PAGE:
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South Sudan Marks Independence Day With Joy and Worries


In this photo taken Monday, June 29, 2015, a displaced woman holds a child in the UN base in Bentiu, South Sudan. People seek shelter at UN camps across South Sudan to escape the country's violent civil conflict. (AP Photo/Jason Patinkin)

In this photo taken Monday, June 29, 2015, a displaced woman holds a child in the UN base in Bentiu, South Sudan. People seek shelter at UN camps across South Sudan to escape the country's violent civil conflict. (AP Photo/Jason Patinkin)


South Sudan marked four years of independence Thursday. But for most citizens, there was little to celebrate. The country is suffering from a civil war and a deepening humanitarian crisis.

South Sudanese civilians have paid the greatest price for the war. The conflict began in December 2013. It resulted from a dispute between President Salva Kiir and his former vice president, Riek Machar. Their disagreement fueled ethnic violence.

Since then, tens of thousands of people have been killed across the country. The fighting has forced more than two million others from their homes. Millions more are facing food insecurity. They do not have enough to eat.

Nhial Tiitmamer is a policy expert with the Sudd Institute in Juba. He says there are understandably mixed feelings on the anniversary of its hard-fought independence from Sudan.

“You know, the people on the one hand are happy to mark the fourth independence anniversary of South Sudan. And then on the other hand, they are worried about tomorrow because of the ongoing conflict.”

Tough economic troubles

South Sudan’s economy is dependent on oil exports. The collapse of oil prices worldwide and the civil war have caused serious economic damage.

Nhial Tiitmamer says the weak economy has affected people in Juba, the capital.

In his words, “to import goods, you need to get hard currency, and this has made living standards really hard for the people because the price of major goods is skyrocketing.”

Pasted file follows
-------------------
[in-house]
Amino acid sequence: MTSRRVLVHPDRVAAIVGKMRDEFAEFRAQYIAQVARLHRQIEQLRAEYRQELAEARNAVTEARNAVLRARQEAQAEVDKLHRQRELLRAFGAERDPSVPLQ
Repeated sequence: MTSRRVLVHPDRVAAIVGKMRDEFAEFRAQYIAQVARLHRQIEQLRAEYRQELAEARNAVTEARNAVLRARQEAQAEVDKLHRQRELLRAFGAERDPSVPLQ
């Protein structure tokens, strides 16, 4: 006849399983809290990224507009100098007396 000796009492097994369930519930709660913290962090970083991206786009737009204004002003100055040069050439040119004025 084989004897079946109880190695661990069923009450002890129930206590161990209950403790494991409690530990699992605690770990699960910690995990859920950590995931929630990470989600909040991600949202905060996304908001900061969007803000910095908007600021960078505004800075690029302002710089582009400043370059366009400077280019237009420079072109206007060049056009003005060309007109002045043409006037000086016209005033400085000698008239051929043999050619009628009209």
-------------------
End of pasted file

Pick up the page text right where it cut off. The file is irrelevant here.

Both sides have been accused of rights violations during the conflict. They were also accused of sexually abusing children and forcing some to become soldiers.

About 150,000 people have sought shelter in United Nations camps across the country.

Hope 'in short supply'

U.N. Secretary General Ban Ki-moon said “hope is in short supply” in South Sudan. He called on President Kiir and Mr. Machar to “prove their leadership by investing in a political solution.”

Susan Rice once served as the United States ambassador to the United Nations. She now works as the National Security Advisor to President Barack Obama.

Ms. Rice recorded a message to the South Sudanese people. She said that it breaks her heart to see what South Sudan has become. She placed the blame on the country’s leaders.

“President Kiir and Riek Machar and their cronies are personally responsible for this new war and self-inflicted disaster. And only leaders on both sides can end this violence.”

The two sides have been taking part in lengthy peace negotiations. The East African group IGAD is assisting with the talks. But they have failed to produce a lasting agreement.

The competing sides blame each other for delays in the negotiations. They have yet to agree about a proposed power-sharing agreement and reunification of the armed forces.

On Wednesday, President Kiir began a new three-year term in office after lawmakers voted to extend his rule.

I’m Caty Weaver.

VOA’s Gabe Joselow reported on this story from Nairobi, Kenya. George Grow wrote it for Learning English. Caty Weaver was the editor.

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Words in This Story

ongoingadj. continuing to exist or happen

currencyn. a system of money

standardsn. rules; a level of quality that is considered acceptable

skyrocketing – adj. going up or rising very quickly

cronies – n. close friends or assistants

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